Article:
In this study, we aimed to develop an objective staging system based on initial computed tomography (CT) images that can provide improved prognostic information for patients who receive NST.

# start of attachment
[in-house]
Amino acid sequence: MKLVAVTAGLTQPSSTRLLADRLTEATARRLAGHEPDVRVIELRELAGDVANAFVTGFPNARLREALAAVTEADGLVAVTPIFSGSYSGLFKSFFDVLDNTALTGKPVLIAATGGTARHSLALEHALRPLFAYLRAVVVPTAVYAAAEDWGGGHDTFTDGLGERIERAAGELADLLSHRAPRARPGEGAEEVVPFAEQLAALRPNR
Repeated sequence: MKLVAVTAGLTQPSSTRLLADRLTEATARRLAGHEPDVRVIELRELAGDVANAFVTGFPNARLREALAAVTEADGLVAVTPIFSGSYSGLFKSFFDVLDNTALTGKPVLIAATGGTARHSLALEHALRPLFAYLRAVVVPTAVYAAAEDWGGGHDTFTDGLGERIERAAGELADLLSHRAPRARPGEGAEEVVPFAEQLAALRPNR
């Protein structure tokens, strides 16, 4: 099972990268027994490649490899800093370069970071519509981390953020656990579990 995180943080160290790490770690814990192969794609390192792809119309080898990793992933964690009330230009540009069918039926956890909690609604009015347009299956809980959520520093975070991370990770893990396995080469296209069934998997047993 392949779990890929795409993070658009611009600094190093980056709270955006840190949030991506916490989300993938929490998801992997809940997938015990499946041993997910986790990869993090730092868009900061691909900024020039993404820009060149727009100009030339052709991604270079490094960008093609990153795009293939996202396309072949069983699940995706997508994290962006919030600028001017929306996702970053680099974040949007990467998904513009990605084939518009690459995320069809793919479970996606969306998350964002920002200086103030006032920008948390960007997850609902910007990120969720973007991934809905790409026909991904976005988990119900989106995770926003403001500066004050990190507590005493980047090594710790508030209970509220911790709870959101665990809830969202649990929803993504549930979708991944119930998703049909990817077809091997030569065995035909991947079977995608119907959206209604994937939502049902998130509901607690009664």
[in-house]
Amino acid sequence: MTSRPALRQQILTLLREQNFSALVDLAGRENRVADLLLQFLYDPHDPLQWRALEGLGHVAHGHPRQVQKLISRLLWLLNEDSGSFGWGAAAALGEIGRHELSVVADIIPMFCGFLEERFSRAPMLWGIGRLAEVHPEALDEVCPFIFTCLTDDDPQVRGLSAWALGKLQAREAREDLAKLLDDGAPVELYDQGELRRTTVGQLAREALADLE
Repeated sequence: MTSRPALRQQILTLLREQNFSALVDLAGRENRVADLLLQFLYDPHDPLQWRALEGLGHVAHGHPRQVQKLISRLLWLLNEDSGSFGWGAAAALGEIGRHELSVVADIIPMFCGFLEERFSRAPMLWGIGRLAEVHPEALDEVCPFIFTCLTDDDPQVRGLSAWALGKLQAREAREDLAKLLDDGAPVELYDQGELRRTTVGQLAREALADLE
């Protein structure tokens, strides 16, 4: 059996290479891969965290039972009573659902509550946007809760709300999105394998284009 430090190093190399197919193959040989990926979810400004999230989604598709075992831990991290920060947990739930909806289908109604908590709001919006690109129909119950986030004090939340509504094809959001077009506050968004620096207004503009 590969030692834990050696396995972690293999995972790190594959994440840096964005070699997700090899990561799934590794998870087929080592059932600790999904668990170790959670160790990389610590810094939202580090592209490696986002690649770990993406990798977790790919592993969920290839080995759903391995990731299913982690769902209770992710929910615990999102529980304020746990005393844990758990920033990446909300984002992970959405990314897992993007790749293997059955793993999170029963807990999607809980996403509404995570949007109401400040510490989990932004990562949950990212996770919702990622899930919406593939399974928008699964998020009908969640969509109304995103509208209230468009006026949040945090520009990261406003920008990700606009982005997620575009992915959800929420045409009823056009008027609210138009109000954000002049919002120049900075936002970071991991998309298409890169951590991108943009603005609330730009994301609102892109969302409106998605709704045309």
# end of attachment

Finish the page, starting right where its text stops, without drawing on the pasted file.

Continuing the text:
The medical records of patients who underwent NST and surgery for invasive breast cancer at Seoul National University Hospital (SNUH) between Jan 2006 and Dec 2011 were reviewed retrospectively. In our institution, patients who undergo neoadjuvant systemic therapy often received chest CT to rule out visceral metastasis and to assess the degree of nodal enlargement prior to the administration of the systemic treatment. For the present study, we excluded the patients who underwent palliative surgery or had a history of breast cancer. Also, patients who did not have chest CT images at diagnosis or who had poor-quality images were excluded. Patients were divided into two cohorts, in the ratio of two to one, for development and validation of a CT-based nodal staging system (development cohort and validation cohort, respectively). Patients’ data including clinicopathologic, treatment-related, and survival information were obtained from SNUH Breast Cancer Center database, which is a prospectively maintained web-based database [ 14]. In all individuals, CT scanning was performed at end-inspiration following hyperventilation. CT imaging was performed using the following scanners: Genesis Hispeed and LightSpeed Ultra; GE Healthcare, Milwaukee, WI, USA; Somatom Plus-4 and Sensation-16; Siemens Medical Systems, Erlangen, Germany; Brilliance-64; Phillips Medical Systems, the Netherlands. Two board-certified radiologists (mean 13 years of experience) who were blind to the clinical staging and treatment outcome information evaluated the CT scans independently. On the CT scans, lymph node status was evaluated based on the size and location (axillary levels I, II, and III, supraclavicular lymph node (SCN) or internal mammary lymph node (IMN)). At each location, the number of lymph nodes larger than 1 cm and larger than 2 cm was separately recorded. Discordant data from two radiologists were reevaluated by the same two radiologists to reach a consensus, and the final integrated results were recorded.